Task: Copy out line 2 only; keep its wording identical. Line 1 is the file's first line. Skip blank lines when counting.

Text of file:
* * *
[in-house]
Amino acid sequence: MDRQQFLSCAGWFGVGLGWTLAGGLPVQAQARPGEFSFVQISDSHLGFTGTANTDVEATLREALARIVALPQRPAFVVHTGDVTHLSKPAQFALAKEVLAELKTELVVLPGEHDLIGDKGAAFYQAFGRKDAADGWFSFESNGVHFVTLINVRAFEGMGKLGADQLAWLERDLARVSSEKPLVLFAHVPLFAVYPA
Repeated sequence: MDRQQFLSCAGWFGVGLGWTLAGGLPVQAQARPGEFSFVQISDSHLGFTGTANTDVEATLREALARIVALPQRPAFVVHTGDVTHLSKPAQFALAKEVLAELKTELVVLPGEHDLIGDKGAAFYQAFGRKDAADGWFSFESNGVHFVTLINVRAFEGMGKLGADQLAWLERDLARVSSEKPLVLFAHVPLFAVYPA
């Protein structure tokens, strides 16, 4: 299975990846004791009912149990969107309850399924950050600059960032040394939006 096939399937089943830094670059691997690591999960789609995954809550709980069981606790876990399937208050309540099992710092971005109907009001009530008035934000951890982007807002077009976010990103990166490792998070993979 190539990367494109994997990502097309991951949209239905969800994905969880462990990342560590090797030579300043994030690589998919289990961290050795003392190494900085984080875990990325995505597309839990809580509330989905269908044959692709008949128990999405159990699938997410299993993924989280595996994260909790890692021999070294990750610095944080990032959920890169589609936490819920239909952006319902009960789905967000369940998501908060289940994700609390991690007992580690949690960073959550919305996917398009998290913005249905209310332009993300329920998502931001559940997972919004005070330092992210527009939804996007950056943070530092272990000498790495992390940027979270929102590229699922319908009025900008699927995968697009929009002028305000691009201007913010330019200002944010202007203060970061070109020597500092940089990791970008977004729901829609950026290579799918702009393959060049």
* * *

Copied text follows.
Amino acid sequence: MDRQQFLSCAGWFGVGLGWTLAGGLPVQAQARPGEFSFVQISDSHLGFTGTANTDVEATLREALARIVALPQRPAFVVHTGDVTHLSKPAQFALAKEVLAELKTELVVLPGEHDLIGDKGAAFYQAFGRKDAADGWFSFESNGVHFVTLINVRAFEGMGKLGADQLAWLERDLARVSSEKPLVLFAHVPLFAVYPA